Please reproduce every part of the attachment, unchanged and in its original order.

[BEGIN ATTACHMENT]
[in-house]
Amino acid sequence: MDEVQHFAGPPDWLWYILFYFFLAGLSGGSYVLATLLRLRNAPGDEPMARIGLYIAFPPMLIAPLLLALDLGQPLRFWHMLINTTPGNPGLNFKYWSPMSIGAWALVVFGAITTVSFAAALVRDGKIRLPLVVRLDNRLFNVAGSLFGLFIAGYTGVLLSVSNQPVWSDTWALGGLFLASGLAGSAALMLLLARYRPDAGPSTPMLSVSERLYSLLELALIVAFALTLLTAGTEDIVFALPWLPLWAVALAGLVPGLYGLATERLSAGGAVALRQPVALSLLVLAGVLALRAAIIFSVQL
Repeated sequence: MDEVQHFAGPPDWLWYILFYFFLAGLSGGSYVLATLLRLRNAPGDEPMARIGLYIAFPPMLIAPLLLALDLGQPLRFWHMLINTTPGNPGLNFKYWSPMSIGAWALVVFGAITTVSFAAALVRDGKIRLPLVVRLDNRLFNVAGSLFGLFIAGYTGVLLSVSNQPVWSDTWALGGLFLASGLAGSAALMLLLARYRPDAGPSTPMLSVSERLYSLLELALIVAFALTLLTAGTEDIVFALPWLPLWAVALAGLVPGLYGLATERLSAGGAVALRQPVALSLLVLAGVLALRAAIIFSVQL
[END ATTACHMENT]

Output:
[in-house]
Amino acid sequence: MDEVQHFAGPPDWLWYILFYFFLAGLSGGSYVLATLLRLRNAPGDEPMARIGLYIAFPPMLIAPLLLALDLGQPLRFWHMLINTTPGNPGLNFKYWSPMSIGAWALVVFGAITTVSFAAALVRDGKIRLPLVVRLDNRLFNVAGSLFGLFIAGYTGVLLSVSNQPVWSDTWALGGLFLASGLAGSAALMLLLARYRPDAGPSTPMLSVSERLYSLLELALIVAFALTLLTAGTEDIVFALPWLPLWAVALAGLVPGLYGLATERLSAGGAVALRQPVALSLLVLAGVLALRAAIIFSVQL
Repeated sequence: MDEVQHFAGPPDWLWYILFYFFLAGLSGGSYVLATLLRLRNAPGDEPMARIGLYIAFPPMLIAPLLLALDLGQPLRFWHMLINTTPGNPGLNFKYWSPMSIGAWALVVFGAITTVSFAAALVRDGKIRLPLVVRLDNRLFNVAGSLFGLFIAGYTGVLLSVSNQPVWSDTWALGGLFLASGLAGSAALMLLLARYRPDAGPSTPMLSVSERLYSLLELALIVAFALTLLTAGTEDIVFALPWLPLWAVALAGLVPGLYGLATERLSAGGAVALRQPVALSLLVLAGVLALRAAIIFSVQL